Category Archives: Blogging

7 Tips for Running a Pinterest Contest

7 Tips for Running a Pinterest Contest

pinterest contestRunning Pinterest contests are getting more complicated every day and with Pinterest’s new contest guidelines you’ll find you can no longer run a simple giveaway using pins as entries. Now Pinterest contests have to be about quality over quantity, and they need to showcase Pinterest and its love of pretty pictures.

I just ran my first Pinterest-based giveaway for my blog and it was definitely more tricky than running a normal sweepstakes. Here are some tips on running a Pinterest contest that complies with their rules and that won’t make you crazy.

1. Run Your Contest Exclusively On Pinterest

A lot of giveaways have multiple ways to earn an entry, but it’s clear that Pinterest wants no part of this. Don’t have entries through Facebook, Twitter and Pinterest. Either run your contest entirely on Pinterest or exclude Pinterest from your giveaway altogether.

2. Asking For a Follow Is Still Okay

Following you on Pinterest shouldn’t be an entry in and of itself, but you should make it a prerequisite for entry. One great perk of hosting a giveaway on your blog or website is getting more traffic, readers and followers, so if you want to use it to increase your Pinterest followers, go for it.

Keep track of your entries by having particpants repin a contest pin.

3. Have a Simple Way to Organize Entries

As I mentioned, hashtags promised to be an easy way to find entries but it didn’t work the way it should. Having contestants create a board is probably your easiest bet for both your readers to put their entry together and for you to keep track of and judge the entries. It also works best with Pinterest’s goal: to have users pin great content.

You have two easy choices: 1) Using your website or blog as “base”, either have entrants leave a link to their board in the blog comments or use a tool like Rafflecopter to collect this information; or 2) Require the repin of your giveaway pin. While Pinterest doesn’t want people to be limited in what they can pin, having a single pin you can use to track down other pins is great. Plus it will help raise the visibility of your giveaway. Just beware: Pinterest does not want people pinning giveaway rules. So make the pin you’re basing entries around something pin-worthy by itself.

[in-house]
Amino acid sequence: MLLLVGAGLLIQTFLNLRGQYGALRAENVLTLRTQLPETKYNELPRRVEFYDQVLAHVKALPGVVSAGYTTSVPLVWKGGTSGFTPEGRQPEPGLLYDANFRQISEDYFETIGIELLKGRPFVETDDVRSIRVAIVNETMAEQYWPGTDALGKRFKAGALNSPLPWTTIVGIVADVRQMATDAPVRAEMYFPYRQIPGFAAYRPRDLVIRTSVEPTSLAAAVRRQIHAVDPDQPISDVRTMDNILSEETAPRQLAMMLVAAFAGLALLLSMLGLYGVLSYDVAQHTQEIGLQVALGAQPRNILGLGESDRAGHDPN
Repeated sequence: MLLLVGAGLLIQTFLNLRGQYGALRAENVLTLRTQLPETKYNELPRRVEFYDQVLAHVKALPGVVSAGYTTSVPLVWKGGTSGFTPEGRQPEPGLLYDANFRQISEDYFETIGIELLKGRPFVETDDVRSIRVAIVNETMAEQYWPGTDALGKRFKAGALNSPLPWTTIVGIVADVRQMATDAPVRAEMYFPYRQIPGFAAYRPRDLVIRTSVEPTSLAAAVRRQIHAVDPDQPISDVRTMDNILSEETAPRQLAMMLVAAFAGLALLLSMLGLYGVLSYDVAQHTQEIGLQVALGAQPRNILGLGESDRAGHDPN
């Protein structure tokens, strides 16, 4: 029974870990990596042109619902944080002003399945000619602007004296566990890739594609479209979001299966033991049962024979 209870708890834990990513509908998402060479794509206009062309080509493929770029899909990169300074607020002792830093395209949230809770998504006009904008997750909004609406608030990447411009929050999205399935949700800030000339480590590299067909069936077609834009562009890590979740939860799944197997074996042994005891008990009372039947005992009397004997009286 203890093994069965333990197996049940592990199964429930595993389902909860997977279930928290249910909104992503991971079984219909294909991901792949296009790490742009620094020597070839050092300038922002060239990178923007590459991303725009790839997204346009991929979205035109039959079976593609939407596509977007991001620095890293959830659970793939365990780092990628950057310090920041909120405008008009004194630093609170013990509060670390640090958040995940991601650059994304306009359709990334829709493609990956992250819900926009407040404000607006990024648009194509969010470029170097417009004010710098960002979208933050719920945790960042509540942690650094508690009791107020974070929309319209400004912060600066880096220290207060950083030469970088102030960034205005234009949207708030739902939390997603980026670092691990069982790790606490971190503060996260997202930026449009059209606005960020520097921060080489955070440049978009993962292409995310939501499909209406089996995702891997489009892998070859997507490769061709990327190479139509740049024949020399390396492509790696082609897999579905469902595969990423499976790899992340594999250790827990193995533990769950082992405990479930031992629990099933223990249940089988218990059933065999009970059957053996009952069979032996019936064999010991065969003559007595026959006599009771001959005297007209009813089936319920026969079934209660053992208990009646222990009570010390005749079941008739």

4. Choose Winners Based on Merit

No more random winners. Say goodbye to, now you need to reward someone for their awesome board. So make sure you set clear guidelines. What should they pin? What should their board look like? How will you judge the winner? Leave room for individuality and awesome pinning skills. Don’t require them to repin a bunch of stuff off of your own board or a brand’s board.

If you’re a blogger who knows your readers well, I’d recommend you bring in a 3rd party to judge. If you’re working with a brand, bring the brand in to pick a winner. This was definitely the hardest part of running my giveaway. I opted to narrow the entries down to 3 and then send those off to the brand. But just picking 3 was very tough.

5. Make Sure the Prize is Worth It

Pinterest giveaways take work, you shouldn’t expect as many entries as you would in a giveaway you run through comments or Facebook. So make sure your prize is something people will be willing to work for.

My giveaway was for a pair of glasses from Fetch Eyewear, something a lot of people need and something worth a decent amount of money. Going with Pinterest was a way to highlight the unique and classic style of the brand, a big part of why I reviewed them. And if you’re talking style, Pinterest is a great fit.

A good fit is really important. Pinterest is a great place for food, clothes, home decor and so much more. Giving away a great kitchen appliance? Have people pin the dishes they want to make. Giving away a high-value gift card? Have people pin what they want to buy. If you’re giving away a set of toothbrushes… maybe go another route.

6. Run Your Giveaway For Over a Week

Because people have to work harder to enter, they won’t all enter right away. Post a lot of reminders on Twitter and Facebook, remind people in subsequent posts, and make sure they have enough time to get it done. It’s not always easy to walk the line between being annoying and encouraging, so make sure you don’t push too hard or too easy.

My own board, modeled for my contest entrants.
My own Fetch Style board, modeled for my contest entrants.

7. Model Your Own Board

Your rules need to be clear and easy to understand. The easiest way to do that: make a board of your own to show your readers what you’re looking for. Since you’ll be judging on merit, having your readers create a board will make your job easier. And don’t be too strict when it comes to what they have to call it or what has to be on it. Give them a lot of room to play and use your own board to show them just how inventive they can be.